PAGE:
The good news is employees really do want to learn new skills. According to Cornerstone’s research, 83 percent of workers consider continuous professional development to be essential, and 76 percent believe that learning new skills would give them more confidence at work. This means investments in L&D programs and technology are generally good bets, as employees will embrace those investments.

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For companies that want to jump-start their training programs, a growing ecosystem of resources is available. For example, Cornerstone’s 5 for 20 Challenge offers one such framework: Companies that dedicate 5 percent of employees’ time to intentional learning can experience a reduction in turnover of up to 20 percent.

Slashing turnover is huge, and so is giving people the skills they need to excel. When people are given the opportunity to learn and grow, they are more engaged, and more engaged teams are 21 percent more productive. In today’s hyper-competitive environment, those numbers represent the kind of edge no company can afford to ignore.

As the Workforce Becomes More Diverse, So Should Training Programs

Today’s workforce is more diverse than ever before. There are more women — and mothers — in roles up and down the org chart. People from five different generations are working alongside each other, and those people come from countries and cultures spanning the globe.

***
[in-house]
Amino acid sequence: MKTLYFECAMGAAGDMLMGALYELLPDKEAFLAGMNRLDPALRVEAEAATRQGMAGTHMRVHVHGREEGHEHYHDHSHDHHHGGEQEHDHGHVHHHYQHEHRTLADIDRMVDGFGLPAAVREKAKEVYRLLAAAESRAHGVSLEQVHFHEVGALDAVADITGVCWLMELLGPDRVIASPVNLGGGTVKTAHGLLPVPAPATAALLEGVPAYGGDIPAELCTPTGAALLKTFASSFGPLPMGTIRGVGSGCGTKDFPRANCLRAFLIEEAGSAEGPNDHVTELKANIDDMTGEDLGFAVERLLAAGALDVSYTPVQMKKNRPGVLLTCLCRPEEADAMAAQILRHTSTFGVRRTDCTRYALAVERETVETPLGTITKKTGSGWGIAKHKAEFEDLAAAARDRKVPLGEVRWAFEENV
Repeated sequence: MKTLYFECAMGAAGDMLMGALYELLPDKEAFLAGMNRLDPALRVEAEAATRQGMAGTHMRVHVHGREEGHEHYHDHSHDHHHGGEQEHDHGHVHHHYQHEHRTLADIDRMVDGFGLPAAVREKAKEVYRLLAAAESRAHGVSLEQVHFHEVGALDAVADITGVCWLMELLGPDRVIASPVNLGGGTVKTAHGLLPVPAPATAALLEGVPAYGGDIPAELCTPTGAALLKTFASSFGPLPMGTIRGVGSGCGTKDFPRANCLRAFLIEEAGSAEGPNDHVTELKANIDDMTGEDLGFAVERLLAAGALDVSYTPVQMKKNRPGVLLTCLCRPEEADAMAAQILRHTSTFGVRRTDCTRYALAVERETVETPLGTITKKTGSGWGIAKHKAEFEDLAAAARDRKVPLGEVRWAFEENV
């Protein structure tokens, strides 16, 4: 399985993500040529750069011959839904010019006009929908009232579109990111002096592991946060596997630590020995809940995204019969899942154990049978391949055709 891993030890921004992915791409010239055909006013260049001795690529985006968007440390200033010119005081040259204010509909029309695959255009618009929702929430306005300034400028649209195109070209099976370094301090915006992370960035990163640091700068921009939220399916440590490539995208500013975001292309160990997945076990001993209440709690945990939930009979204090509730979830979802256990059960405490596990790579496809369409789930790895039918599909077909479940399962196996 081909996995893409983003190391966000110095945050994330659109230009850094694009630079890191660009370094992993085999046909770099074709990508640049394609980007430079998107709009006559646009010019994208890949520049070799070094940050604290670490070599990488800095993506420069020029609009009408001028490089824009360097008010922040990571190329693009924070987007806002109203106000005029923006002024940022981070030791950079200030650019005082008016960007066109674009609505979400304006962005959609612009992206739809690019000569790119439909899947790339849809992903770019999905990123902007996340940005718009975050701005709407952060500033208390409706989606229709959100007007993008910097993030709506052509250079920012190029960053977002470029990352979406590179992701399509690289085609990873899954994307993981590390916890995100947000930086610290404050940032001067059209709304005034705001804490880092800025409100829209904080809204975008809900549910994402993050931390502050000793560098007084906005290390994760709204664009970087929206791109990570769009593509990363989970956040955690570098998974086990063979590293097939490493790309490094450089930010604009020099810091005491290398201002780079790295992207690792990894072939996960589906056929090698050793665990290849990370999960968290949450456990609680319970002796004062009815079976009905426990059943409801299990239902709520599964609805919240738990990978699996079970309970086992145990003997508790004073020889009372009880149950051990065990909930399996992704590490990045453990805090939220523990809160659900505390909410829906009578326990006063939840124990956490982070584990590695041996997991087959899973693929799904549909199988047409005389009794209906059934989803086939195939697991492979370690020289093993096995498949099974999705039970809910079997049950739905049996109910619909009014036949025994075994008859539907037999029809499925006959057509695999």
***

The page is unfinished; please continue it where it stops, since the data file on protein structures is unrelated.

The benefits of this widespread diversity are clear. McKinsey and others have developed a growing body of research that shows companies committed to diversity can improve their decision-making, their talent bases, and their financial performances. By committing to diversity, companies gain access to more perspectives and a broader range of skills, which benefits the organization’s culture and its bottom line.

This growing diversity in the workplace also means that companies need to rethink the spectrum of programs they offer to employees. Older workers, for example, often feel like they are getting left behind: 73 percent of baby boomers say their employers don’t help them identify the skills they need to develop for the future. At the same time, we have an incoming class of workers who require a unique type of training: professional skill development. As Gen. Z heads to work, there is a growing concern these digital natives have not yet developed the interpersonal skills required to succeed in the modern workplace.

To effectively tailor training programs for today’s diverse workforce, organizations have to know what their employees know and what they don’t. Some workers might be experts at verbal and written communications, but they may need training to navigate newer workplace tools like Slack and Zoom. A digital native just out of college, on the other hand, might need coaching to write that effective email or present themselves well in a client meeting.

With an understanding of how people’s skills, experiences, and perspectives differ from and complement one another, companies are in a better position to offer training solutions to fill the gaps and empower employees to take control of their own learning journeys.

Kimberly Cassady is chief talent officer at Cornerstone.